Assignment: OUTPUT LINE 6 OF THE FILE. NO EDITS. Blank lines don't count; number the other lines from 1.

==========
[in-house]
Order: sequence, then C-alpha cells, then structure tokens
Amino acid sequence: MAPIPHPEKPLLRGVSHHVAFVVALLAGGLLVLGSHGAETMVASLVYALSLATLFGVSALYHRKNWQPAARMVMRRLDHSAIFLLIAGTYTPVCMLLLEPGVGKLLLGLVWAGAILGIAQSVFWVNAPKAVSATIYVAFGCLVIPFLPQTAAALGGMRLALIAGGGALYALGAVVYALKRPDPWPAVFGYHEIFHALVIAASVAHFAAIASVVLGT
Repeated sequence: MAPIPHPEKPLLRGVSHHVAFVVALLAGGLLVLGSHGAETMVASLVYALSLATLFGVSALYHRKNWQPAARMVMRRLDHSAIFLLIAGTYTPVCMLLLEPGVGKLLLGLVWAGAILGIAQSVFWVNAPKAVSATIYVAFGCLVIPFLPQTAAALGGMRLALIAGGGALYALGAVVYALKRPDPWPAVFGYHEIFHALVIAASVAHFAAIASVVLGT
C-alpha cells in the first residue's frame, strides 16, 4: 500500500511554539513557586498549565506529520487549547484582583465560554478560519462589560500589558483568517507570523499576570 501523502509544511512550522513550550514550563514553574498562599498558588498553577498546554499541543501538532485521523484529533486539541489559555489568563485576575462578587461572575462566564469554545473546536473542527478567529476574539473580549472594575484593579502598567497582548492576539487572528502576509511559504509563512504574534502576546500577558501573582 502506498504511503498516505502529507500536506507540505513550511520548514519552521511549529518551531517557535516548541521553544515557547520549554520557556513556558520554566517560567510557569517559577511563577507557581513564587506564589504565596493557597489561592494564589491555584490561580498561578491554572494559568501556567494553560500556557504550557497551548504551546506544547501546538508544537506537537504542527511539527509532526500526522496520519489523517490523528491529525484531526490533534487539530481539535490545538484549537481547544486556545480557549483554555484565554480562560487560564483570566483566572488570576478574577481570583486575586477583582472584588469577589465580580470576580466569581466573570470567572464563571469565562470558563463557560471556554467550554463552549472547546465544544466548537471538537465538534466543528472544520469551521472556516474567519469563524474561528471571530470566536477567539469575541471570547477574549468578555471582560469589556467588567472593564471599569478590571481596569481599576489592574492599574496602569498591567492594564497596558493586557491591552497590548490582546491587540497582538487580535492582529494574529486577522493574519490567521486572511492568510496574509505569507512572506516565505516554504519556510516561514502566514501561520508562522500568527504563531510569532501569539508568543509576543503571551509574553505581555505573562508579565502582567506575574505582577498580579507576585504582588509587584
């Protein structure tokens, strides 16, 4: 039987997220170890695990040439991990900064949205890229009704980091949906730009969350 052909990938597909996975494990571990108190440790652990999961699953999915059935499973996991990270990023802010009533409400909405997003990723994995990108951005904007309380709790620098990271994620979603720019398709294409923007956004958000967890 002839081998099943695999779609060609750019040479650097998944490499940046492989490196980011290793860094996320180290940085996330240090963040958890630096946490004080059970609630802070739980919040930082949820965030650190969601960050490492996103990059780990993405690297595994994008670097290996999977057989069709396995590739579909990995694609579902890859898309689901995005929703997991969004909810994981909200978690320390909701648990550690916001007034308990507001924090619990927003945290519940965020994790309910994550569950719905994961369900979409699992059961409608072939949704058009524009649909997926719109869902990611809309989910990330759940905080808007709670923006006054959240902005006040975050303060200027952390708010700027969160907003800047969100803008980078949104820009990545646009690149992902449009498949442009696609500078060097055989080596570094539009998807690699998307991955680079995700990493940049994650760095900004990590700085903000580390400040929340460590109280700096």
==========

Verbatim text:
């Protein structure tokens, strides 16, 4: 039987997220170890695990040439991990900064949205890229009704980091949906730009969350 052909990938597909996975494990571990108190440790652990999961699953999915059935499973996991990270990023802010009533409400909405997003990723994995990108951005904007309380709790620098990271994620979603720019398709294409923007956004958000967890 002839081998099943695999779609060609750019040479650097998944490499940046492989490196980011290793860094996320180290940085996330240090963040958890630096946490004080059970609630802070739980919040930082949820965030650190969601960050490492996103990059780990993405690297595994994008670097290996999977057989069709396995590739579909990995694609579902890859898309689901995005929703997991969004909810994981909200978690320390909701648990550690916001007034308990507001924090619990927003945290519940965020994790309910994550569950719905994961369900979409699992059961409608072939949704058009524009649909997926719109869902990611809309989910990330759940905080808007709670923006006054959240902005006040975050303060200027952390708010700027969160907003800047969100803008980078949104820009990545646009690149992902449009498949442009696609500078060097055989080596570094539009998807690699998307991955680079995700990493940049994650760095900004990590700085903000580390400040929340460590109280700096």